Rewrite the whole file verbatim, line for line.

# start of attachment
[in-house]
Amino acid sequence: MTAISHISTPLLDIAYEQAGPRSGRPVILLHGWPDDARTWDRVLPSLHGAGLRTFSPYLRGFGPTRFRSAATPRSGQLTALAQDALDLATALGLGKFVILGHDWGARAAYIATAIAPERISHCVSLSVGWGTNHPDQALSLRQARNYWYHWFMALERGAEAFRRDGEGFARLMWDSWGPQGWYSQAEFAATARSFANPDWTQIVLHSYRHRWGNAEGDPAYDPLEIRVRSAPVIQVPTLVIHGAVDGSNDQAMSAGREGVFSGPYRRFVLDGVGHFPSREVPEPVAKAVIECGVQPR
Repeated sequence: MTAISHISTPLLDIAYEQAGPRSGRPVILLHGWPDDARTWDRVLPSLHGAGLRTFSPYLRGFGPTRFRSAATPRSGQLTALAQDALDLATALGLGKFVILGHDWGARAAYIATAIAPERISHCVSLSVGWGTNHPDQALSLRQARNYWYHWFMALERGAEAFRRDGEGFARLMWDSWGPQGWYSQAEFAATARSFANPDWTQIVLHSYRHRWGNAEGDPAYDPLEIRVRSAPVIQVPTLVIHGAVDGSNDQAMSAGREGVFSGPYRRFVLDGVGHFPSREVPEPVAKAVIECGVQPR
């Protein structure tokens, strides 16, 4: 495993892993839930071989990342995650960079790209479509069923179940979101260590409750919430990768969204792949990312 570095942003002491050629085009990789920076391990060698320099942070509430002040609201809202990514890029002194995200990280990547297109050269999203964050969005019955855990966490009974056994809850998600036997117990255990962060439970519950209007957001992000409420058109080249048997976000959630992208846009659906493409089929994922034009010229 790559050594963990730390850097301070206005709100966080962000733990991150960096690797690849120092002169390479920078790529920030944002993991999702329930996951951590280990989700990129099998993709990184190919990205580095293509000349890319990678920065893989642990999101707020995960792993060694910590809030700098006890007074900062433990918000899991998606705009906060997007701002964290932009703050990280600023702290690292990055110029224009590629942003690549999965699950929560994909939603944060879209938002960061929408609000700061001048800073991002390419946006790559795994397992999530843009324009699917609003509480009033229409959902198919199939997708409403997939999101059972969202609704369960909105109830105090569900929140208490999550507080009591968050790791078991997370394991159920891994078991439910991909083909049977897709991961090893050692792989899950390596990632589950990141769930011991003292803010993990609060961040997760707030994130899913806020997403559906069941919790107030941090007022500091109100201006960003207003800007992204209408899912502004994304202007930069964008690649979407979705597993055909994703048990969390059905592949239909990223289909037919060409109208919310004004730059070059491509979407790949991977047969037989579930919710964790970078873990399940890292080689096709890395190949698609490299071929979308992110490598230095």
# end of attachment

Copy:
[in-house]
Amino acid sequence: MTAISHISTPLLDIAYEQAGPRSGRPVILLHGWPDDARTWDRVLPSLHGAGLRTFSPYLRGFGPTRFRSAATPRSGQLTALAQDALDLATALGLGKFVILGHDWGARAAYIATAIAPERISHCVSLSVGWGTNHPDQALSLRQARNYWYHWFMALERGAEAFRRDGEGFARLMWDSWGPQGWYSQAEFAATARSFANPDWTQIVLHSYRHRWGNAEGDPAYDPLEIRVRSAPVIQVPTLVIHGAVDGSNDQAMSAGREGVFSGPYRRFVLDGVGHFPSREVPEPVAKAVIECGVQPR
Repeated sequence: MTAISHISTPLLDIAYEQAGPRSGRPVILLHGWPDDARTWDRVLPSLHGAGLRTFSPYLRGFGPTRFRSAATPRSGQLTALAQDALDLATALGLGKFVILGHDWGARAAYIATAIAPERISHCVSLSVGWGTNHPDQALSLRQARNYWYHWFMALERGAEAFRRDGEGFARLMWDSWGPQGWYSQAEFAATARSFANPDWTQIVLHSYRHRWGNAEGDPAYDPLEIRVRSAPVIQVPTLVIHGAVDGSNDQAMSAGREGVFSGPYRRFVLDGVGHFPSREVPEPVAKAVIECGVQPR
């Protein structure tokens, strides 16, 4: 495993892993839930071989990342995650960079790209479509069923179940979101260590409750919430990768969204792949990312 570095942003002491050629085009990789920076391990060698320099942070509430002040609201809202990514890029002194995200990280990547297109050269999203964050969005019955855990966490009974056994809850998600036997117990255990962060439970519950209007957001992000409420058109080249048997976000959630992208846009659906493409089929994922034009010229 790559050594963990730390850097301070206005709100966080962000733990991150960096690797690849120092002169390479920078790529920030944002993991999702329930996951951590280990989700990129099998993709990184190919990205580095293509000349890319990678920065893989642990999101707020995960792993060694910590809030700098006890007074900062433990918000899991998606705009906060997007701002964290932009703050990280600023702290690292990055110029224009590629942003690549999965699950929560994909939603944060879209938002960061929408609000700061001048800073991002390419946006790559795994397992999530843009324009699917609003509480009033229409959902198919199939997708409403997939999101059972969202609704369960909105109830105090569900929140208490999550507080009591968050790791078991997370394991159920891994078991439910991909083909049977897709991961090893050692792989899950390596990632589950990141769930011991003292803010993990609060961040997760707030994130899913806020997403559906069941919790107030941090007022500091109100201006960003207003800007992204209408899912502004994304202007930069964008690649979407979705597993055909994703048990969390059905592949239909990223289909037919060409109208919310004004730059070059491509979407790949991977047969037989579930919710964790970078873990399940890292080689096709890395190949698609490299071929979308992110490598230095």